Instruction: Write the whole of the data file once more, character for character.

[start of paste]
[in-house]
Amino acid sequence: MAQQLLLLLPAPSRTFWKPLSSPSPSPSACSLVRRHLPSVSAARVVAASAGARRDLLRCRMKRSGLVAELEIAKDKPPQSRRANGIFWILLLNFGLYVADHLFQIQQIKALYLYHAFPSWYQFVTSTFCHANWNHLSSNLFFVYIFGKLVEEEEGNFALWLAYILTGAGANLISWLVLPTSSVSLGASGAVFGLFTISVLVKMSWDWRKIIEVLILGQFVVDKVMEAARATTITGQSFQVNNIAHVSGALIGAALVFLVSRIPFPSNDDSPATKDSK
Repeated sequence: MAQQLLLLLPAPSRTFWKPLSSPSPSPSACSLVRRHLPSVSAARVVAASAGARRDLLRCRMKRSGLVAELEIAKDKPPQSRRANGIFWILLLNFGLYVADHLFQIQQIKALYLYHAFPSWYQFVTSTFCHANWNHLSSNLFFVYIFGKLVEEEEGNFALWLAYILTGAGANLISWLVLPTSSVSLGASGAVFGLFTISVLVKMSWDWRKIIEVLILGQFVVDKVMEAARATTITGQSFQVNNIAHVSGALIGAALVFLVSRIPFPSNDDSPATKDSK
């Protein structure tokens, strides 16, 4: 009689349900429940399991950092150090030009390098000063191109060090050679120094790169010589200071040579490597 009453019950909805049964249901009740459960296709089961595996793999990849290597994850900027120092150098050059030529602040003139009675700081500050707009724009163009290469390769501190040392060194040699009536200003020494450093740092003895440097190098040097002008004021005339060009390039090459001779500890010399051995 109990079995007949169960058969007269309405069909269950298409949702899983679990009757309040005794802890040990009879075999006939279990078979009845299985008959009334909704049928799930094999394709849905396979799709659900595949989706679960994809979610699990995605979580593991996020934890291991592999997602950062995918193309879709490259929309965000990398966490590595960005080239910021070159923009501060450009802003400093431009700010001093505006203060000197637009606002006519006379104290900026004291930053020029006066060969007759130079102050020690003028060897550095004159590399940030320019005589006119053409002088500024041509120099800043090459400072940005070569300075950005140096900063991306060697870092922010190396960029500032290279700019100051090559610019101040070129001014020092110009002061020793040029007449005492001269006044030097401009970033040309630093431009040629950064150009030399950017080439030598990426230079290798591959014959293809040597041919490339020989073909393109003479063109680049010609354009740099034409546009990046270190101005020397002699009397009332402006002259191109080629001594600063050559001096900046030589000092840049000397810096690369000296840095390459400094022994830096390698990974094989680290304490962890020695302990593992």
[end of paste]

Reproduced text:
[in-house]
Amino acid sequence: MAQQLLLLLPAPSRTFWKPLSSPSPSPSACSLVRRHLPSVSAARVVAASAGARRDLLRCRMKRSGLVAELEIAKDKPPQSRRANGIFWILLLNFGLYVADHLFQIQQIKALYLYHAFPSWYQFVTSTFCHANWNHLSSNLFFVYIFGKLVEEEEGNFALWLAYILTGAGANLISWLVLPTSSVSLGASGAVFGLFTISVLVKMSWDWRKIIEVLILGQFVVDKVMEAARATTITGQSFQVNNIAHVSGALIGAALVFLVSRIPFPSNDDSPATKDSK
Repeated sequence: MAQQLLLLLPAPSRTFWKPLSSPSPSPSACSLVRRHLPSVSAARVVAASAGARRDLLRCRMKRSGLVAELEIAKDKPPQSRRANGIFWILLLNFGLYVADHLFQIQQIKALYLYHAFPSWYQFVTSTFCHANWNHLSSNLFFVYIFGKLVEEEEGNFALWLAYILTGAGANLISWLVLPTSSVSLGASGAVFGLFTISVLVKMSWDWRKIIEVLILGQFVVDKVMEAARATTITGQSFQVNNIAHVSGALIGAALVFLVSRIPFPSNDDSPATKDSK
């Protein structure tokens, strides 16, 4: 009689349900429940399991950092150090030009390098000063191109060090050679120094790169010589200071040579490597 009453019950909805049964249901009740459960296709089961595996793999990849290597994850900027120092150098050059030529602040003139009675700081500050707009724009163009290469390769501190040392060194040699009536200003020494450093740092003895440097190098040097002008004021005339060009390039090459001779500890010399051995 109990079995007949169960058969007269309405069909269950298409949702899983679990009757309040005794802890040990009879075999006939279990078979009845299985008959009334909704049928799930094999394709849905396979799709659900595949989706679960994809979610699990995605979580593991996020934890291991592999997602950062995918193309879709490259929309965000990398966490590595960005080239910021070159923009501060450009802003400093431009700010001093505006203060000197637009606002006519006379104290900026004291930053020029006066060969007759130079102050020690003028060897550095004159590399940030320019005589006119053409002088500024041509120099800043090459400072940005070569300075950005140096900063991306060697870092922010190396960029500032290279700019100051090559610019101040070129001014020092110009002061020793040029007449005492001269006044030097401009970033040309630093431009040629950064150009030399950017080439030598990426230079290798591959014959293809040597041919490339020989073909393109003479063109680049010609354009740099034409546009990046270190101005020397002699009397009332402006002259191109080629001594600063050559001096900046030589000092840049000397810096690369000296840095390459400094022994830096390698990974094989680290304490962890020695302990593992």